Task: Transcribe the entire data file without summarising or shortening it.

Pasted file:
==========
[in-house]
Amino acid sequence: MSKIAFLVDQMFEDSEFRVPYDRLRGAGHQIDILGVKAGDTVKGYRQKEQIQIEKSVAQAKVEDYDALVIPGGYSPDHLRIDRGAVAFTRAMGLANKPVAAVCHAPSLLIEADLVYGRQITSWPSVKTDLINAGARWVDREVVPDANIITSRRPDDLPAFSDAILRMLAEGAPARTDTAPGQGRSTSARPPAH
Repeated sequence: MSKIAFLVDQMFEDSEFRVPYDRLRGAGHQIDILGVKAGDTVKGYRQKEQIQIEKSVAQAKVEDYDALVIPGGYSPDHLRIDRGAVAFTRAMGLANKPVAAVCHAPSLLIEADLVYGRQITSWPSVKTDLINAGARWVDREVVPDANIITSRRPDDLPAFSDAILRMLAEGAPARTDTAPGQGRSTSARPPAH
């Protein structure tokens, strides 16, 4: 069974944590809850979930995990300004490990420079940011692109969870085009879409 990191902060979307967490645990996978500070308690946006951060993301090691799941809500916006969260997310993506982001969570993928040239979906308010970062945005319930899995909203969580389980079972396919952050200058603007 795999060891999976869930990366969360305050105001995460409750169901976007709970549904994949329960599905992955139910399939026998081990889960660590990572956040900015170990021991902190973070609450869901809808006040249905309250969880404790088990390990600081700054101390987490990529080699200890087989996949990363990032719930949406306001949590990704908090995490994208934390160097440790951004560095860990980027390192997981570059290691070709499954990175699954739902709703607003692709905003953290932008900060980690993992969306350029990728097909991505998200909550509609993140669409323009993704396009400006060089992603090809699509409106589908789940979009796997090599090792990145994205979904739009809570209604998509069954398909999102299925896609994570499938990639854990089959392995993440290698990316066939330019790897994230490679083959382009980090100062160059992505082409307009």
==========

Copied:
[in-house]
Amino acid sequence: MSKIAFLVDQMFEDSEFRVPYDRLRGAGHQIDILGVKAGDTVKGYRQKEQIQIEKSVAQAKVEDYDALVIPGGYSPDHLRIDRGAVAFTRAMGLANKPVAAVCHAPSLLIEADLVYGRQITSWPSVKTDLINAGARWVDREVVPDANIITSRRPDDLPAFSDAILRMLAEGAPARTDTAPGQGRSTSARPPAH
Repeated sequence: MSKIAFLVDQMFEDSEFRVPYDRLRGAGHQIDILGVKAGDTVKGYRQKEQIQIEKSVAQAKVEDYDALVIPGGYSPDHLRIDRGAVAFTRAMGLANKPVAAVCHAPSLLIEADLVYGRQITSWPSVKTDLINAGARWVDREVVPDANIITSRRPDDLPAFSDAILRMLAEGAPARTDTAPGQGRSTSARPPAH
């Protein structure tokens, strides 16, 4: 069974944590809850979930995990300004490990420079940011692109969870085009879409 990191902060979307967490645990996978500070308690946006951060993301090691799941809500916006969260997310993506982001969570993928040239979906308010970062945005319930899995909203969580389980079972396919952050200058603007 795999060891999976869930990366969360305050105001995460409750169901976007709970549904994949329960599905992955139910399939026998081990889960660590990572956040900015170990021991902190973070609450869901809808006040249905309250969880404790088990390990600081700054101390987490990529080699200890087989996949990363990032719930949406306001949590990704908090995490994208934390160097440790951004560095860990980027390192997981570059290691070709499954990175699954739902709703607003692709905003953290932008900060980690993992969306350029990728097909991505998200909550509609993140669409323009993704396009400006060089992603090809699509409106589908789940979009796997090599090792990145994205979904739009809570209604998509069954398909999102299925896609994570499938990639854990089959392995993440290698990316066939330019790897994230490679083959382009980090100062160059992505082409307009």